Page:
The phenomenon of co-senders in Ancient Greek letters and the Pauline Epistles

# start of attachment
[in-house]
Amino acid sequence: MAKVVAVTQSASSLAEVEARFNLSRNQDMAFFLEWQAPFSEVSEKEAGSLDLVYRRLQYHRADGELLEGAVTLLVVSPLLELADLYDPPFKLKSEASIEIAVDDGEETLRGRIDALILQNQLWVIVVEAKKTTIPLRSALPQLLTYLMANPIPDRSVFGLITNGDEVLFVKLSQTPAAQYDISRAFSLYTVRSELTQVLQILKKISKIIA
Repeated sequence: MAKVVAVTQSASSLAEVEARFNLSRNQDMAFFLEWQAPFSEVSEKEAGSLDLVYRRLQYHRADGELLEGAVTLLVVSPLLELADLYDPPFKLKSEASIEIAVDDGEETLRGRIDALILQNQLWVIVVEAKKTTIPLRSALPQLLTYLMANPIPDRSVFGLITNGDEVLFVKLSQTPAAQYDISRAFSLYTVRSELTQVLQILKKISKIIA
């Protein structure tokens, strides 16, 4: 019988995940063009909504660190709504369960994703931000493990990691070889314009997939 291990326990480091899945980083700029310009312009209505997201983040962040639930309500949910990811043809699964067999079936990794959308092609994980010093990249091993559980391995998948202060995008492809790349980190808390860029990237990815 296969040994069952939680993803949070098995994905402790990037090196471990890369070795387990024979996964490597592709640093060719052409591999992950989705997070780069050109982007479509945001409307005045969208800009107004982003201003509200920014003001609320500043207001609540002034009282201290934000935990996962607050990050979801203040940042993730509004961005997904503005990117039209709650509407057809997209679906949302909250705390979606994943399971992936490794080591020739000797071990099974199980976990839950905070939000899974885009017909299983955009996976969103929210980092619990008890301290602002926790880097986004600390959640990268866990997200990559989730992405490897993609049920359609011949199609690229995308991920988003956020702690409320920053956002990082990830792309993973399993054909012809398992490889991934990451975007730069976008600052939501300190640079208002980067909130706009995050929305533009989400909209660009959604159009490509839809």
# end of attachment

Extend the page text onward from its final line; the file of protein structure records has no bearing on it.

This thesis contributes to the debate regarding the frequency with which letters with co-senders occurred in the Graeco-Roman world. While a number of scholars have noted the presence of co-senders in the Pauline letters, there is currently no agreement regarding the frequency of this phenomenon in the wider Graeco-Roman world and so no agreement regarding whether the Pauline practice of regularly including co-senders is unique or simply reflects a letter-writing convention of the time. An examination of a selection of ancient Greek letters from a variety of milieux – published works, papyri and inscriptions – and ranging in date from the second century B.C.E. to the fourth century C.E., suggests that letters with co-senders occurred with reasonable frequency, in the Graeco-Roman world, mainly in official and administrative correspondence. This in turn suggests that the Pauline letters are not especially unusual in their inclusion of co-senders in the letter prescript and are utilising an established convention. By identifying a significant body of extra-Biblical letters with co-senders, this thesis also aims to provide a broadly contemporary material with which the Pauline letters can be compared, to ascertain whether they follow the same conventions as other letters with co-senders. Such a comparison suggests firstly, that letters from multiple senders are often from co-workers, as in the case of the Pauline epistles; secondly, that the prescripts of the Pauline epistles present Paul as the primary sender; thirdly that the Pauline epistles are unusual in the frequency with which they use the first person singular, so referring to only one of the senders, in letters apparently from multiple senders. This thesis argues that the contribution of a co-sender to a letter can vary considerably from contributing to the creation of the letter to simply providing support for its contents. Therefore, both in the case of the Pauline epistles and more generally, each letter needs to be considered independently to ascertain the reasons for the inclusion of the co-sender(s) and their role within the letter.